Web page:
(2) Another close associate of the Imams, A<mad b. Is<áq heard Imam \asan 'Askarí say: "Thank God that He did not take me away from this world without showing me my successor. He (my son) is closest to the Prophet in his features and character. God will keep him for a while in occultation and then He will cause him to emerge so that he will fill the earth with justice and equity."
(3) A<mad b. \asan b. Is<áq Qummí related: When the righteous successor [of Imam \asan 'Askarí] was born, a letter came from the Imam 'Askarí through A<mad b. Is<áq. The Imam had written: "A son has been born to me. Keep this matter secret, because I will not divulge it except to my close associates and relatives."
(4) Again A<mad b. Is<áq relates that one day he was with Imam \asan 'Askarí when the latter asked him: "A<mad, what do you say about the matter in which people have fallen in doubt?" He said: "When your letter announcing the birth of your son arrived, for all of us, that is, men, women, children, old and young, truth became manifest and we believed in what you conveyed to us." The Imam said: "Don't you know that the earth cannot be without God's proof in it?"
(5) Abú Ja'far Mu<ammad b. 'Uthmán 'Amrí, the second deputy of the twelfth Imam, has related that when the Imam of the Age was born Imam \asan 'Askarí asked for Abú 'Amr, 'Uthmán, his father and the first deputy of the twelfth Imam. When he came the Imam told him: "Buy a thousand pounds of bread and a thousand pounds of meat and distribute it among the Háshimites. Also, arrange for some sheep to be sacrificed for my newly born son's head-shaving ceremony ('aqíqa)."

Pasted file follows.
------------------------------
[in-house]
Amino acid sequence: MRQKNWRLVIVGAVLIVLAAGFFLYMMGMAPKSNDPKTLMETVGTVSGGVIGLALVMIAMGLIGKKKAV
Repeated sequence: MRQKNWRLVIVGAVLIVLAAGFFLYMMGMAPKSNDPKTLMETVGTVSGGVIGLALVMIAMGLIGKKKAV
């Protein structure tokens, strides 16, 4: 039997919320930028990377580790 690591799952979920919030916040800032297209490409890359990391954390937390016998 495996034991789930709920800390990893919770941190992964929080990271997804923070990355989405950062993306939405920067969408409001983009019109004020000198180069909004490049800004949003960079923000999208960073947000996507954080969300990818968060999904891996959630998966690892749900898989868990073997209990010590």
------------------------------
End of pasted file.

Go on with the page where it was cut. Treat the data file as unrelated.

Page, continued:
All these traditions provide the necessary
evidence that there was a son born to Imam \asan 'Askarí
(peace be upon him).
Who Saw the Imam of the Age When He Was Small
Dr. Jalálí: How can it be possible that a person could have a son and no one in the world would know about him? Moreover, how can it be so that five years would pass and he would remain unknown? Did not Imam 'Askarí live in Sámarra? Was not he visited by anyone? Could one believe the only report on the presence of the infant son of the Imam coming from Abú 'Amr 'Uthmán b. Sa'id?
Mr. Hoshyár: Although it was clear from the very beginning that, under the circumstances which prevailed in Sámarra under the 'Abbasids, the birth of Imam 'Askarí's son would be kept secret, there were those trustworthy associates and relatives who had seen the child and had testified to his presence. Let us examine some reports to that effect:
(1) Among those who were present at the
birth of the twelfth Imam and who reported the event in great
detail was \akíma Khátún, the daughter of
Imam Mu<ammad Taqí and the aunt of Imam \asan 'Askarí.
The story in brief is recounted by her as follows: